Safe sex

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Safe sex
Animation of two safes engaging in intercourse (courtesy of the American Institute of Vaultaic Reproduction)

Safe sex, alternately known as vaultaic reproduction, is the collective term for the courtship and mating habits of lock boxes, bank vaults, and other breeds of locked storage units, although the term is most commonly associated with household safes, specifically portable safes. Alternately, safe sex is a slang term describing human Sexual Intercourse on top of, inside, or otherwise utilizing one or more of the aforementioned storage units. It is not to be confused with safe hex, a series of precautions used to prevent the spread of pornographically transmitted diseases (PTD's) among humans.

edit History

Vaultaic Reproduction was first observed in the wild by noted English naturalist Dr. Richard von Reiter in Kenya in 1884. Before this time, the reproductive habits of storage units were a mystery to Western science; the only sources of information on the topic were the written accounts of missionaries, whose oft-distorted testimonies reported acts of mutilation, torture and cannibalism as common among safes in the wild. It is now known that cannibalism is extremely rare, and only occurs when copulating safes are exposed to the sight of intense undulation, such as displayed by many religious fundamentalists (see Pentecostals).

Since Dr. von Reiter's initial discoveries, much has been learned about Vaultaic Reproduction. The following section discusses its primary mechanics and outlines differences in technique between various vaultaic breeds.

edit Mechanical Overview

Due to a rigid exoskeleton, it may at first appear that locked vaults engage in coitus only through much difficulty. However over the eons, vaults have evolved numerous mechanisms to circumvent any obstacles the armor may pose. The primary method of coitus, as shown in the above illustration, is similar to that utilized by most quadripedal land animals. This technique takes advantage of a small opening on the rear of female vaults which, in addition to the proportionally large mouth present on all species of locked storage units, facilitates removal of contents from the body. It is for this reason that for many years scientists believed this copulation technique to be a form of anal intercourse.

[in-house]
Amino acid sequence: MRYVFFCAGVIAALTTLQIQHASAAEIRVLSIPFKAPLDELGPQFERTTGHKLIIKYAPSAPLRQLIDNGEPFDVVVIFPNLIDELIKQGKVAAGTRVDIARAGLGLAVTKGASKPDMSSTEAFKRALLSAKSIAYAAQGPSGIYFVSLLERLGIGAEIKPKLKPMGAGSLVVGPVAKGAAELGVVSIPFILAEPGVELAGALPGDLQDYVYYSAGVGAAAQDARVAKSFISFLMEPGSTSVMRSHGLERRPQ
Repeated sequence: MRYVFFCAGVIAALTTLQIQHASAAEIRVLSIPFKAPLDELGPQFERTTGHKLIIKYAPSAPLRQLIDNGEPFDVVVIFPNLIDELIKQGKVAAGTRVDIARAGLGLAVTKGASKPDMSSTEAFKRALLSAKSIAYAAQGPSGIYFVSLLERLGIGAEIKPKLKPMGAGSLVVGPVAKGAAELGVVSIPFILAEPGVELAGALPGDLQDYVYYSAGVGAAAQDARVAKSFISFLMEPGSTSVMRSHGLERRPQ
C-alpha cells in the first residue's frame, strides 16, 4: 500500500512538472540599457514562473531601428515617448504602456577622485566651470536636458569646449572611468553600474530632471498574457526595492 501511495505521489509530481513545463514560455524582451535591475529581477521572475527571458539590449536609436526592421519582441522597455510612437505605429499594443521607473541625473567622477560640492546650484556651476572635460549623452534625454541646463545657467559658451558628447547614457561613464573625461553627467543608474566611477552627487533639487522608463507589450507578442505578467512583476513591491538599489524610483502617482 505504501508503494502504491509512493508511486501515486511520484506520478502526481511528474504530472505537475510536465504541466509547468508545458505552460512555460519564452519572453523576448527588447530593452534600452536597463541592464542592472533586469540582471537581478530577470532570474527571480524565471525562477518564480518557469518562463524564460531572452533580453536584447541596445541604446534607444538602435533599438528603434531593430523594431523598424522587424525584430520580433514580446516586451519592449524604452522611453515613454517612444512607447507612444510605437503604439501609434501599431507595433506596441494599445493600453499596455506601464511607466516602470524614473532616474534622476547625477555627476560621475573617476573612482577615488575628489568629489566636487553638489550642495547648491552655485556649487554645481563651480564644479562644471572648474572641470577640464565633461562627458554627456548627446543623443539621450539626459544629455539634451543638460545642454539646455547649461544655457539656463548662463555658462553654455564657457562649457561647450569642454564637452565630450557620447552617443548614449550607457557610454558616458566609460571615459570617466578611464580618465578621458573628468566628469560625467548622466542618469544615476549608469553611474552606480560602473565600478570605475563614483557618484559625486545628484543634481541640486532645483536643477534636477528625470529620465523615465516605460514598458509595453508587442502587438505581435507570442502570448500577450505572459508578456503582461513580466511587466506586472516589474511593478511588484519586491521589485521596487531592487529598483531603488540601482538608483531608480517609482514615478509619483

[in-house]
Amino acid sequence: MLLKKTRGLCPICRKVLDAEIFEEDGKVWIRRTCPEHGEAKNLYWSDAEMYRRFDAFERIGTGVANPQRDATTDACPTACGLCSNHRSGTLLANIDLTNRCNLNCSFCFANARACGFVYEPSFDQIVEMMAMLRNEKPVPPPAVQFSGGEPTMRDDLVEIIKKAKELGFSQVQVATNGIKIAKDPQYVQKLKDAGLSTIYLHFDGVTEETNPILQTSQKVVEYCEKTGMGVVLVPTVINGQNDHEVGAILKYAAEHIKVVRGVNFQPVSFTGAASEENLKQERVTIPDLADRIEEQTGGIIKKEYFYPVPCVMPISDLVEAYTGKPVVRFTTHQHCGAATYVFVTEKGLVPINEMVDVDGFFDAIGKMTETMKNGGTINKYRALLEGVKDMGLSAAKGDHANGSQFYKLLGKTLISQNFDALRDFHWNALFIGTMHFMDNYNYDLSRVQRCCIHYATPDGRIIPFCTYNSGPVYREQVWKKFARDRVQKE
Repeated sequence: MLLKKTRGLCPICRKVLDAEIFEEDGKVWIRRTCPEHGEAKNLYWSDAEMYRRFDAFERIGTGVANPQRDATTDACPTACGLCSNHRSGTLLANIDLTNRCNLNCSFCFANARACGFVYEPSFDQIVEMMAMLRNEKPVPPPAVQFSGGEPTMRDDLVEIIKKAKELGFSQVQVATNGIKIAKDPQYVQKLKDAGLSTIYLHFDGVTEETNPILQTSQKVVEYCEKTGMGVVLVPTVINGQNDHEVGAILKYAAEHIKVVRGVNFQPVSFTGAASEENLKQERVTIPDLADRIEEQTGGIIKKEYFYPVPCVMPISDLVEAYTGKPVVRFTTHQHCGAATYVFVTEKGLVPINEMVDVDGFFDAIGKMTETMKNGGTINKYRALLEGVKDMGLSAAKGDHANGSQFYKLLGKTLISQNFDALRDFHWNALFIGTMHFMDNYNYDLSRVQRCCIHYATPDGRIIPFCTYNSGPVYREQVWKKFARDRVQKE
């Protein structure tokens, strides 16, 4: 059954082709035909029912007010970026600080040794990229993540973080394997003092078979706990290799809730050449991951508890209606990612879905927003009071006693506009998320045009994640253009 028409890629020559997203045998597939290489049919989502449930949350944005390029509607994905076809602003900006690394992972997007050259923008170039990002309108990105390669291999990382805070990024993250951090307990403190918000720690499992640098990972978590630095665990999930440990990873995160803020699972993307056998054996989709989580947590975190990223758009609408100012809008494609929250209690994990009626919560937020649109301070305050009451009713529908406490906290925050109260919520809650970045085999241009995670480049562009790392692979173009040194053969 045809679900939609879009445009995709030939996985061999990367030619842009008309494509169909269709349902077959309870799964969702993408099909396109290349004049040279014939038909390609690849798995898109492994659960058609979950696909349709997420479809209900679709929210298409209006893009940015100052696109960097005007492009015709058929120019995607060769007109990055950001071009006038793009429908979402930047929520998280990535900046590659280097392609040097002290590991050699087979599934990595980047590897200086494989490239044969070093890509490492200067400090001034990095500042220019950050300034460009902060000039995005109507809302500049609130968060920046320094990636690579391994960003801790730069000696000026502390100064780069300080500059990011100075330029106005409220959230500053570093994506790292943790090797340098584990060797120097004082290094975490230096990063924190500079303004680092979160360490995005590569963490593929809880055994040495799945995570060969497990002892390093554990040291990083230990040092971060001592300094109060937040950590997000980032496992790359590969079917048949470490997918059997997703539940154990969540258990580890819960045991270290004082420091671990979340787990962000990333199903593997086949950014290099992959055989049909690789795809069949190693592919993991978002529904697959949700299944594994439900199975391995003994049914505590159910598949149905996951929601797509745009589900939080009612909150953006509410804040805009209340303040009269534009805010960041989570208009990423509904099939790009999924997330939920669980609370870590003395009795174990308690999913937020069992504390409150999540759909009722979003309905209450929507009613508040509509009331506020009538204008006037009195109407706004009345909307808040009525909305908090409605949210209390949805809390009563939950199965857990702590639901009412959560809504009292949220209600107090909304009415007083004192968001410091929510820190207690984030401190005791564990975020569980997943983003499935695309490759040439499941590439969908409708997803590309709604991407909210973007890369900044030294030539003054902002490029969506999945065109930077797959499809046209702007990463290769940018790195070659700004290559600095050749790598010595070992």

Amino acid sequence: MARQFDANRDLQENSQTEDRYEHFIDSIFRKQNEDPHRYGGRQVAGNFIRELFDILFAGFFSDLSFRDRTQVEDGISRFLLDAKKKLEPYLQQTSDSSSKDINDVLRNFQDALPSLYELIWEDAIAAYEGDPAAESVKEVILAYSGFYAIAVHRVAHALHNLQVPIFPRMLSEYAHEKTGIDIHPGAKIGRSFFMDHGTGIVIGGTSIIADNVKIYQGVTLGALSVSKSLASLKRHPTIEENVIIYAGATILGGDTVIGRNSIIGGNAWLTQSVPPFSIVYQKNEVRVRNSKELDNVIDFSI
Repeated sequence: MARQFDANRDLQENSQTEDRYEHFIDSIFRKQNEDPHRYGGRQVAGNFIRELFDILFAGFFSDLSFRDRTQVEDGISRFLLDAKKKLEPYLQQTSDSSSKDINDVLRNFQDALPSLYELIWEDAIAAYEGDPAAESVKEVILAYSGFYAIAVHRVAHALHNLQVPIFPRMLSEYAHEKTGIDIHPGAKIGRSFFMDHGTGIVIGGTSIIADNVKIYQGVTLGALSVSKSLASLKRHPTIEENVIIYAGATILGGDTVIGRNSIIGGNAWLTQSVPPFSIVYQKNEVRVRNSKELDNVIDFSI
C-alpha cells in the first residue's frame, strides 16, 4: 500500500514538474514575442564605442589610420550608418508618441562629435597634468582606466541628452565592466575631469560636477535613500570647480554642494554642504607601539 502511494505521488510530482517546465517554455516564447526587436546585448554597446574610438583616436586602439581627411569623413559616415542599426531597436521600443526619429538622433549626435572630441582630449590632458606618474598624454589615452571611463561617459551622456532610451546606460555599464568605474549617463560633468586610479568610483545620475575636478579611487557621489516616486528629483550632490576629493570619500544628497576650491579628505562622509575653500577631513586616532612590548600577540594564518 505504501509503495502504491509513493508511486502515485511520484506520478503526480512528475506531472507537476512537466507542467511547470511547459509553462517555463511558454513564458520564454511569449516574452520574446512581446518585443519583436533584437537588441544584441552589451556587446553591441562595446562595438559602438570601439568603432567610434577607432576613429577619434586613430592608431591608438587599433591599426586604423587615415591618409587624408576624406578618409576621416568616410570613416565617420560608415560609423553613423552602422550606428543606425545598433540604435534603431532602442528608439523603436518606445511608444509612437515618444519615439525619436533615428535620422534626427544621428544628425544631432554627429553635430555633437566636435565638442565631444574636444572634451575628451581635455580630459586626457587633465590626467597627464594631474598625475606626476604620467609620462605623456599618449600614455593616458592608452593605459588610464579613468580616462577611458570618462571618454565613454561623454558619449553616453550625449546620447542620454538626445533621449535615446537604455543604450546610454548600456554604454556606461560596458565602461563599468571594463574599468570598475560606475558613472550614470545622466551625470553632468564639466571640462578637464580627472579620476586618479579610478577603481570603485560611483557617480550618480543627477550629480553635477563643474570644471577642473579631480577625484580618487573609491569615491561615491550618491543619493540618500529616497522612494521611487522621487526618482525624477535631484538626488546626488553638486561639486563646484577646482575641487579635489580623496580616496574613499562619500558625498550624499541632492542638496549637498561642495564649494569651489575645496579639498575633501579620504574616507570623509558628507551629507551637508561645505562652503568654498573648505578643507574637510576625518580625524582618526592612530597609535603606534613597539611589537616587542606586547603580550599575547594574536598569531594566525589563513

edit Reproduction in Captivity

As locked storage units are notoriously reclusive, vaultaic reproduction almost never occurs in captivity. In fact, little movement of any kind is observed. It is believed that this lack of movement is a form of protective hibernation evolved for defensive purposes; it is widely known that a locked, unmoving vault is nearly impregnable. Such a mechanism is considered by many naturalists to be the epitome of defensive evolution. Unfortunately this immutability eliminates any chance of reproduction in captivity. Consequently, domestic vaultaic breeding programs are considered an impossibility.

edit Human Application

Several aspects of vaultaic reproduction have been incorporated into the mating rituals of human beings, most notably the "lock-and-key" technique practiced by several breeds. In humans, this has manifested itself in the form of handcuffs and other restraints typical of S&M.

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